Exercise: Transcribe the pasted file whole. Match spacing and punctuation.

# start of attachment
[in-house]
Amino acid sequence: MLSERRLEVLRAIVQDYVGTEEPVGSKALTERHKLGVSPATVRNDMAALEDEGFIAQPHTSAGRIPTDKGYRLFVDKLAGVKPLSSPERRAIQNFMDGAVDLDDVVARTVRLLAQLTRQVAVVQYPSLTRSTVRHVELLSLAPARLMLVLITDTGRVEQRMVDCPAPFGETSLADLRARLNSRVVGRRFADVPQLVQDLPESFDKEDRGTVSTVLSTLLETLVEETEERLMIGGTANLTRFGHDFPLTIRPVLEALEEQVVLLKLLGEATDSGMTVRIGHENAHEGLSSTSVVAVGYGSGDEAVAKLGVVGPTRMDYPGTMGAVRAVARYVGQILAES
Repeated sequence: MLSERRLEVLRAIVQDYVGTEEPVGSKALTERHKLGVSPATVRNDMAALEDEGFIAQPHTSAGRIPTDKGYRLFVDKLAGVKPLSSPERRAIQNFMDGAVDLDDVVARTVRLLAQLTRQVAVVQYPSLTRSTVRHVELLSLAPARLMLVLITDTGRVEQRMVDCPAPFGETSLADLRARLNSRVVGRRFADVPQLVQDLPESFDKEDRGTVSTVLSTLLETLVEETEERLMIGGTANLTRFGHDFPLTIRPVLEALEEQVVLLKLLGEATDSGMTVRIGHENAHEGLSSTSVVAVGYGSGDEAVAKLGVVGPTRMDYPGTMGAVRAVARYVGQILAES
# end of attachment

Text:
[in-house]
Amino acid sequence: MLSERRLEVLRAIVQDYVGTEEPVGSKALTERHKLGVSPATVRNDMAALEDEGFIAQPHTSAGRIPTDKGYRLFVDKLAGVKPLSSPERRAIQNFMDGAVDLDDVVARTVRLLAQLTRQVAVVQYPSLTRSTVRHVELLSLAPARLMLVLITDTGRVEQRMVDCPAPFGETSLADLRARLNSRVVGRRFADVPQLVQDLPESFDKEDRGTVSTVLSTLLETLVEETEERLMIGGTANLTRFGHDFPLTIRPVLEALEEQVVLLKLLGEATDSGMTVRIGHENAHEGLSSTSVVAVGYGSGDEAVAKLGVVGPTRMDYPGTMGAVRAVARYVGQILAES
Repeated sequence: MLSERRLEVLRAIVQDYVGTEEPVGSKALTERHKLGVSPATVRNDMAALEDEGFIAQPHTSAGRIPTDKGYRLFVDKLAGVKPLSSPERRAIQNFMDGAVDLDDVVARTVRLLAQLTRQVAVVQYPSLTRSTVRHVELLSLAPARLMLVLITDTGRVEQRMVDCPAPFGETSLADLRARLNSRVVGRRFADVPQLVQDLPESFDKEDRGTVSTVLSTLLETLVEETEERLMIGGTANLTRFGHDFPLTIRPVLEALEEQVVLLKLLGEATDSGMTVRIGHENAHEGLSSTSVVAVGYGSGDEAVAKLGVVGPTRMDYPGTMGAVRAVARYVGQILAES